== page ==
As originally answered on Quora.com …
The short and quick answer to this question in my mind is that you find the ideal speed for speaking in public by trial and error.
As North Americans, it is often said that we speak at a rate of between 125 and 175 words per minute. The challenge is that we don’t know how fast our audience is capable of not only hearing us, but understanding us.
Speak too slow and the audience gets bored and restless. Speak too fast and you start to lose audience members that can’t keep up. They get frustrated and turn you out.
I don’t think that as speakers we can make assumptions as to the listening speed of our audiences. They are not homogenous groups. In any audience there will be people that are slow on the uptake and there will be those that want things sped up i.e. chop, chop!
A big challenge for many speakers is gauging how much content to create to fill a given amount of time. A simple formula of 125 words per minute, times the number of minutes that you are allotted to speak, should serve as a guideline.
I think deviating from the 125 to 150 speed limit i.e. words per minute could be a problem. I would find it very difficult to try to slow down to 100 words or so a minute. It would probably be better if I chose simpler, less complex words for my audience to understand and speak at my normal rate. This would have to be with out sounding condescending.
Conversely, speeding my speaking rate up to 175 to 200 words per minute might be okay for short bursts, perhaps to imply excitement on my part as to the content I’m delivering at the time might be okay.
I believe any speech should contain different rates of speaking, that add to the message you are delivering.
If you are delivering humourous content, you could speed up the delivery to build some excitement as you deliver the story and work towards your punchline but you will want to put on the brakes to allow your audience to think about what you said and to laugh. Too many speakers step on their lines, meaning they move on to the next line while the audience is still laughing. Those that are still laughing miss the next point that you want to make.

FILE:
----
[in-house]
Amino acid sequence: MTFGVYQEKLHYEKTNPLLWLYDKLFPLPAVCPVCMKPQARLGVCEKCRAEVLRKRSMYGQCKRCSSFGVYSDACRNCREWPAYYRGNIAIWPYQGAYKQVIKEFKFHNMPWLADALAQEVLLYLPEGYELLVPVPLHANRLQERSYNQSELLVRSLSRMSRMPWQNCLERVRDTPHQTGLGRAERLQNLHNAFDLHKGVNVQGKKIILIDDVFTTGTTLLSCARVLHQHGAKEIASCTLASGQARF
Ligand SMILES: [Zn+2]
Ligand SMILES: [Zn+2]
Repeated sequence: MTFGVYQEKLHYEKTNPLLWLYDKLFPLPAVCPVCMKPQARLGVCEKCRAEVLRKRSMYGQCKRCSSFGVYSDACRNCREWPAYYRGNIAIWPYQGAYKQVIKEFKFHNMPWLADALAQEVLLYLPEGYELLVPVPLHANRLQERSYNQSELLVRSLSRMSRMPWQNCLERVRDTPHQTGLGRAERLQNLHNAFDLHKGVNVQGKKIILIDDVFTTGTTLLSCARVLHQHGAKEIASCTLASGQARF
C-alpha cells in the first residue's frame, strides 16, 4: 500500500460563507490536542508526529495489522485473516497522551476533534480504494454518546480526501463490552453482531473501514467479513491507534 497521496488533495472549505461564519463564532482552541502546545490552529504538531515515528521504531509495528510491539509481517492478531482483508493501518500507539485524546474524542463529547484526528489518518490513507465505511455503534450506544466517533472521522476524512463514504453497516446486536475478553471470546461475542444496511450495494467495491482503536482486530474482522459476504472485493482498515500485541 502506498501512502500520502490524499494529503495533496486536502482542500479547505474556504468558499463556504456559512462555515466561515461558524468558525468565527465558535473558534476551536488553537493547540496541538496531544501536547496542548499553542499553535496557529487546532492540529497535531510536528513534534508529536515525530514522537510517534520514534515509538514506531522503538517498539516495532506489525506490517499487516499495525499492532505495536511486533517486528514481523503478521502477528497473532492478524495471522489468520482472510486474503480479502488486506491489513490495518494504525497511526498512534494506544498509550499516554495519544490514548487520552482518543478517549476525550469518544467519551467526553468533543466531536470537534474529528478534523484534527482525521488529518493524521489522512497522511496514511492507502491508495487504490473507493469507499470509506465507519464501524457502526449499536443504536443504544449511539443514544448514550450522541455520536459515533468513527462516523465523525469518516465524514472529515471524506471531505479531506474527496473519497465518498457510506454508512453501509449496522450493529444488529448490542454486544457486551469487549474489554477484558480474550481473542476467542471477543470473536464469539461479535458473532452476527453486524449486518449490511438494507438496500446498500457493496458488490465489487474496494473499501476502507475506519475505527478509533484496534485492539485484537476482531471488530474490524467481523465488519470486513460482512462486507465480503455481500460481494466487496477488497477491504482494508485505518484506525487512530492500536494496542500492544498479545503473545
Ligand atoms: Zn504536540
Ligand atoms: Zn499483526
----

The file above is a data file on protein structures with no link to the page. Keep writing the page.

As for the trial and error approach to determining how fast to speak to the audience that is before you, you have to continually monitor them. Are there audience members starting to doze off? You might want to pick up your pace a little. Are you seeing confusion or frustration in your audience member’s faces? You might want to slow down a little or even pause and ask them if they are finding the content confusing or if they have any questions.
To conclude, while I think it is important to meet your audience’s needs I believe that it is equally important to be true to your self. Speaking out of your normal range, for extended periods of time, would likely be evident and take away from your effectiveness.
Thanks for your question!
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Rae A. Stonehouse is an author, speaker, and self-publishing consultant dedicated to helping others embrace constant improvement and overcome challenges. With over 40 years of experience as a Registered Nurse in psychiatry and mental health, Rae brings a wealth of knowledge and passion for self-development to his writing and presentations.
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